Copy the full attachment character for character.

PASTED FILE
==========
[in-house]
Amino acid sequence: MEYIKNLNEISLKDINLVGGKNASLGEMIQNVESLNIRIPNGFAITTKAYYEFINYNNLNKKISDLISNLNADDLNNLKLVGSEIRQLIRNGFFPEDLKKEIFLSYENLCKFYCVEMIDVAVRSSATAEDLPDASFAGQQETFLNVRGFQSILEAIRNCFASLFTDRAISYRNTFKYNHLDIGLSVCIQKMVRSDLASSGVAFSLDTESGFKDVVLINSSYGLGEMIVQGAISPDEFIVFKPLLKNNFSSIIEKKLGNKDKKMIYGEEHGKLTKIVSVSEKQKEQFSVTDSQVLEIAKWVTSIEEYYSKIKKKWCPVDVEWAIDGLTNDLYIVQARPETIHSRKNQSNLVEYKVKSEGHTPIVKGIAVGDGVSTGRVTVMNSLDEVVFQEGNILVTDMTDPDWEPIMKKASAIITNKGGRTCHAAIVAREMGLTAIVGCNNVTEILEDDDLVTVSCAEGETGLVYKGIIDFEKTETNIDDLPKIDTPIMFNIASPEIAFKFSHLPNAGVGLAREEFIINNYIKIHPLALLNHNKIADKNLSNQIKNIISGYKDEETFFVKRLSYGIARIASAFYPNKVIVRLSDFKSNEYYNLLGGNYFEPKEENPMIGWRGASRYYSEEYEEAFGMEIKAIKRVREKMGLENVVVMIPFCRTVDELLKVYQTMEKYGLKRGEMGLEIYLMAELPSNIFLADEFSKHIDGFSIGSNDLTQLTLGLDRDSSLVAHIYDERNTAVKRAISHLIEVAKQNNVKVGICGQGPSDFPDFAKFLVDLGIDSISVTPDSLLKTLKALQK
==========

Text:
[in-house]
Amino acid sequence: MEYIKNLNEISLKDINLVGGKNASLGEMIQNVESLNIRIPNGFAITTKAYYEFINYNNLNKKISDLISNLNADDLNNLKLVGSEIRQLIRNGFFPEDLKKEIFLSYENLCKFYCVEMIDVAVRSSATAEDLPDASFAGQQETFLNVRGFQSILEAIRNCFASLFTDRAISYRNTFKYNHLDIGLSVCIQKMVRSDLASSGVAFSLDTESGFKDVVLINSSYGLGEMIVQGAISPDEFIVFKPLLKNNFSSIIEKKLGNKDKKMIYGEEHGKLTKIVSVSEKQKEQFSVTDSQVLEIAKWVTSIEEYYSKIKKKWCPVDVEWAIDGLTNDLYIVQARPETIHSRKNQSNLVEYKVKSEGHTPIVKGIAVGDGVSTGRVTVMNSLDEVVFQEGNILVTDMTDPDWEPIMKKASAIITNKGGRTCHAAIVAREMGLTAIVGCNNVTEILEDDDLVTVSCAEGETGLVYKGIIDFEKTETNIDDLPKIDTPIMFNIASPEIAFKFSHLPNAGVGLAREEFIINNYIKIHPLALLNHNKIADKNLSNQIKNIISGYKDEETFFVKRLSYGIARIASAFYPNKVIVRLSDFKSNEYYNLLGGNYFEPKEENPMIGWRGASRYYSEEYEEAFGMEIKAIKRVREKMGLENVVVMIPFCRTVDELLKVYQTMEKYGLKRGEMGLEIYLMAELPSNIFLADEFSKHIDGFSIGSNDLTQLTLGLDRDSSLVAHIYDERNTAVKRAISHLIEVAKQNNVKVGICGQGPSDFPDFAKFLVDLGIDSISVTPDSLLKTLKALQK